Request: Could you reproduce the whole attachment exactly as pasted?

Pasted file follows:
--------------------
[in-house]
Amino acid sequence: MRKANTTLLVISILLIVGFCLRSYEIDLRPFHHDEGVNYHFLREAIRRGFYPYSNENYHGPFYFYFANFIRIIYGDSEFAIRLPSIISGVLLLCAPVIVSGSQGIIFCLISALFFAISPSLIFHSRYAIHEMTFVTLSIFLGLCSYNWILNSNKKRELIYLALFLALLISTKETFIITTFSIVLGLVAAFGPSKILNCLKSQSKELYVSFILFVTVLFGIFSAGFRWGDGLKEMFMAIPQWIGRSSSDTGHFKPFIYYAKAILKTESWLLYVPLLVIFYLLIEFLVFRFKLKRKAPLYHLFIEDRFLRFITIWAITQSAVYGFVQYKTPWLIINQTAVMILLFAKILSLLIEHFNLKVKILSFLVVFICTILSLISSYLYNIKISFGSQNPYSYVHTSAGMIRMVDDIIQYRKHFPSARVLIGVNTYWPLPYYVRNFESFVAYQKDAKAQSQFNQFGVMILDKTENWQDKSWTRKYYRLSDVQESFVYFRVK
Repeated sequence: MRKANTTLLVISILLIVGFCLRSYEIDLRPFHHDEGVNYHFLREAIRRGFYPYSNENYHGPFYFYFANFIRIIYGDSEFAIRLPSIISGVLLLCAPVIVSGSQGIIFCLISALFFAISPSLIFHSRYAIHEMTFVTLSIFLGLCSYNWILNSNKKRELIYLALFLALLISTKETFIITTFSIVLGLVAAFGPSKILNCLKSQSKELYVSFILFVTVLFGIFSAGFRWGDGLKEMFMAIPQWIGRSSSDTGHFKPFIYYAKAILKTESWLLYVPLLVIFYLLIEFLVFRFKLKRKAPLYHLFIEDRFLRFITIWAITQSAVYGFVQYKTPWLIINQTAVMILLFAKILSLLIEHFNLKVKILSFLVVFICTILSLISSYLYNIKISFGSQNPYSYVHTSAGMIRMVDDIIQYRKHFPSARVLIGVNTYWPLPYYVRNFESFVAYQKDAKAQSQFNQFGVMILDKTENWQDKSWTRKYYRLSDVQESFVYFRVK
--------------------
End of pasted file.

[in-house]
Amino acid sequence: MRKANTTLLVISILLIVGFCLRSYEIDLRPFHHDEGVNYHFLREAIRRGFYPYSNENYHGPFYFYFANFIRIIYGDSEFAIRLPSIISGVLLLCAPVIVSGSQGIIFCLISALFFAISPSLIFHSRYAIHEMTFVTLSIFLGLCSYNWILNSNKKRELIYLALFLALLISTKETFIITTFSIVLGLVAAFGPSKILNCLKSQSKELYVSFILFVTVLFGIFSAGFRWGDGLKEMFMAIPQWIGRSSSDTGHFKPFIYYAKAILKTESWLLYVPLLVIFYLLIEFLVFRFKLKRKAPLYHLFIEDRFLRFITIWAITQSAVYGFVQYKTPWLIINQTAVMILLFAKILSLLIEHFNLKVKILSFLVVFICTILSLISSYLYNIKISFGSQNPYSYVHTSAGMIRMVDDIIQYRKHFPSARVLIGVNTYWPLPYYVRNFESFVAYQKDAKAQSQFNQFGVMILDKTENWQDKSWTRKYYRLSDVQESFVYFRVK
Repeated sequence: MRKANTTLLVISILLIVGFCLRSYEIDLRPFHHDEGVNYHFLREAIRRGFYPYSNENYHGPFYFYFANFIRIIYGDSEFAIRLPSIISGVLLLCAPVIVSGSQGIIFCLISALFFAISPSLIFHSRYAIHEMTFVTLSIFLGLCSYNWILNSNKKRELIYLALFLALLISTKETFIITTFSIVLGLVAAFGPSKILNCLKSQSKELYVSFILFVTVLFGIFSAGFRWGDGLKEMFMAIPQWIGRSSSDTGHFKPFIYYAKAILKTESWLLYVPLLVIFYLLIEFLVFRFKLKRKAPLYHLFIEDRFLRFITIWAITQSAVYGFVQYKTPWLIINQTAVMILLFAKILSLLIEHFNLKVKILSFLVVFICTILSLISSYLYNIKISFGSQNPYSYVHTSAGMIRMVDDIIQYRKHFPSARVLIGVNTYWPLPYYVRNFESFVAYQKDAKAQSQFNQFGVMILDKTENWQDKSWTRKYYRLSDVQESFVYFRVK